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Title: Limitations of bone formation in oral implantology : inhibition of osteoblast functions by gingival tissues
Author: Al-Masri, Maher
ISNI:       0000 0004 2684 6485
Awarding Body: Queen Mary, University of London
Current Institution: Queen Mary, University of London
Date of Award: 2010
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Clinical observation suggest that bone formation is influenced by the environmental niche where it takes place and specifically that soft connective tissues may inhibit the bone healing process. The aim of the studies described in this thesis is to test the hypothesis that fibroblasts inhibit the differentiation and function of osteoblasts in vitro. To address this aim the ability of fibroblasts and their supernatants to inhibit osteoblast differentiation was investigated. In addition, the inhibitory effects of gingival and periodontal ligament fibroblasts were compared. Next Bone Morphogenetic Proteins (BMPs) and their antagonists were tested for their ability to modulate the activity of fibroblast supernatants. Finally the effects of fibroblast supernatants on osteoblast chemotactic responses were investigated. Primary fibroblasts were isolated from rat gingivae, skin, oral mucosa and periodontal ligament (PDL) using explant cultures. Primary osteoblast cultures were established by enzymatic digestion of neonatal rat calvariae. In other experiments the osteoblastic cell line ROS 17/2.8 was used. Osteoblast differentiation was assessed by measuring alkaline phosphatase (ALP). In co-culture experiments using 3-D collagen gels and diffusion chamber inserts fibroblasts strongly inhibited osteoblast differentiation. Furthermore conditioned medium from superficial connective tissues fibroblasts consistently inhibited osteoblast differentiation (greater than 50% inhibition of ALP expression. In contrast, PDL cells strongly stimulated ALP expression (greater than 100% increase). Stimulation of ROS 17/2.8 cells with BMP-2 increased ALP expression (more than 3 fold increase with 10ng/ml BMP-2), and this effect could be completely blocked by the BMP-antagonist 100ng/ml noggin. Similarly conditioned media from gingival, oral mucosal and skin fibroblasts totally suppressed the effects of BMP-2. In contrast, PDL conditioned media stimulated ALP expression in additively with BMP-2, and his effect could also be blocked by noggin. Using a micro-well Boyden Chamber both PDGF and BMP-2 caused a dose-dependent increase in chemotaxis. However fibroblast conditioned medium totally blocked the chemotactic effects on BMP-2, but had no effect on PDGF-induced chemotaxis. Overall these studies demonstrate that fibroblasts from superficial connective tissues (gingival, oral mucosa and skin) can inhibit osteoblast function by secretion of BMPantagonists and that superficial connective tissues and PDL are distinct in respect to their role in bone healing. Further studies are needed to identify the specific molecular identity of this inhibitory activity and to extend these observations to an in vitro model. However in the longer term it is proposed that information on the regional expression of BMP inhibitors may lead to novel therapeutic interventions to promote bone growth in periodontal and implant related bone regeneration procedures.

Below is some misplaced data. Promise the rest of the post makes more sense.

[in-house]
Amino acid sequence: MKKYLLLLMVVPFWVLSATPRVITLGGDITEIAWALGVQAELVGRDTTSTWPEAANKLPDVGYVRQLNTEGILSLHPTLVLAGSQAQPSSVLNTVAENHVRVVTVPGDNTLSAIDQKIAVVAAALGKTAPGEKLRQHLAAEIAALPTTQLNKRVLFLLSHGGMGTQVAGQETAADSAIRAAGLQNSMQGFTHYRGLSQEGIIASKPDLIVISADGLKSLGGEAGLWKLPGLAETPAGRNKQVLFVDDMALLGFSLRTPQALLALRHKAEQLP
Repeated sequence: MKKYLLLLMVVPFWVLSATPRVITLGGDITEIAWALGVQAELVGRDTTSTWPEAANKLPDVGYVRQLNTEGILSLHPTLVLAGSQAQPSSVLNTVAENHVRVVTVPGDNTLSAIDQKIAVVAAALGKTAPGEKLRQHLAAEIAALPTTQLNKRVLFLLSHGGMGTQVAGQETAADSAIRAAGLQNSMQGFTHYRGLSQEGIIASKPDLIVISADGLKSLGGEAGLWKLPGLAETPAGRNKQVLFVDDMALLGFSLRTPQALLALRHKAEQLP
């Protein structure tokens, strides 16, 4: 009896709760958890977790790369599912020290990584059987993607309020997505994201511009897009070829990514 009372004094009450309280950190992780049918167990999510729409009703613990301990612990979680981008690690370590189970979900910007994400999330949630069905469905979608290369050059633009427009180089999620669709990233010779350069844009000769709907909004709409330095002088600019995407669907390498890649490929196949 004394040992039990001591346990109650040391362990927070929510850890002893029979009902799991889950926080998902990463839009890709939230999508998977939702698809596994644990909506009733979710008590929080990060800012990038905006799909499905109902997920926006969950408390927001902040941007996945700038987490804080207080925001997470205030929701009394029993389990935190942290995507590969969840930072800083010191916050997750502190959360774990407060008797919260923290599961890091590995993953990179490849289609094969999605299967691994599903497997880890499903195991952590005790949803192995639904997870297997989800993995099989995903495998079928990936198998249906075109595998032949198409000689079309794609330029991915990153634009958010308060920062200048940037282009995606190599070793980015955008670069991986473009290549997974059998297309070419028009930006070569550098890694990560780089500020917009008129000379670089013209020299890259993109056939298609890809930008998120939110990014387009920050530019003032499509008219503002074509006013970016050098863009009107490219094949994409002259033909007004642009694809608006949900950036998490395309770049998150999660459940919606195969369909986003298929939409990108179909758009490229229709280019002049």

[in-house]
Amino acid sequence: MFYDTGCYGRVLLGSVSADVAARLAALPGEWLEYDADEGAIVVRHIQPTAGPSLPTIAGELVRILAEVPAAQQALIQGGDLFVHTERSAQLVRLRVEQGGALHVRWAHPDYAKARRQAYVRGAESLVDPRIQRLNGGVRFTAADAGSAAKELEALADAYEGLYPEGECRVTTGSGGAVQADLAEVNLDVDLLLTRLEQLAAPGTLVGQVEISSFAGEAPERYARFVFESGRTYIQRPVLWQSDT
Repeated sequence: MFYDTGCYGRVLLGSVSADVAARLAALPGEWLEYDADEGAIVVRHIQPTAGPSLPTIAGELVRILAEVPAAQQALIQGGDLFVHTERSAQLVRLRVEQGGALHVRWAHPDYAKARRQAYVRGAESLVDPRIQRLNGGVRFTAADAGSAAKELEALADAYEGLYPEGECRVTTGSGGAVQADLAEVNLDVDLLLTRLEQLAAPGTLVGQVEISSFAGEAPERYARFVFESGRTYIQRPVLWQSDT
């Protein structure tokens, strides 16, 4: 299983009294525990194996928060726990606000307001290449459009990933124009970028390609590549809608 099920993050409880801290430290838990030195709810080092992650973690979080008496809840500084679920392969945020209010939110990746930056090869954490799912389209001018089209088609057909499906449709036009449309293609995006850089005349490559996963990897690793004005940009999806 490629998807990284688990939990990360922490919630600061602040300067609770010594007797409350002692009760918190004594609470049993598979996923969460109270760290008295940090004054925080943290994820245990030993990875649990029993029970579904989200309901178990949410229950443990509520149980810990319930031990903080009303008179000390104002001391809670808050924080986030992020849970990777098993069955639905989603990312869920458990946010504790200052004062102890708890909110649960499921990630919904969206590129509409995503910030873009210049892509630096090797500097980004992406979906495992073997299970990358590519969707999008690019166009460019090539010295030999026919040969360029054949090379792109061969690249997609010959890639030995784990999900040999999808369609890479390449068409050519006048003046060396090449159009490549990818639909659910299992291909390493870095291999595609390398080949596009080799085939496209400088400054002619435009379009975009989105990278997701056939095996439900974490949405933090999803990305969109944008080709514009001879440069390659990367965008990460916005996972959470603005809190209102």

Supervisor: Not available Sponsor: Not available
Qualification Name: Thesis (Ph.D.) Qualification Level: Doctoral
EThOS ID:  DOI: Not available
Keywords: Dentistry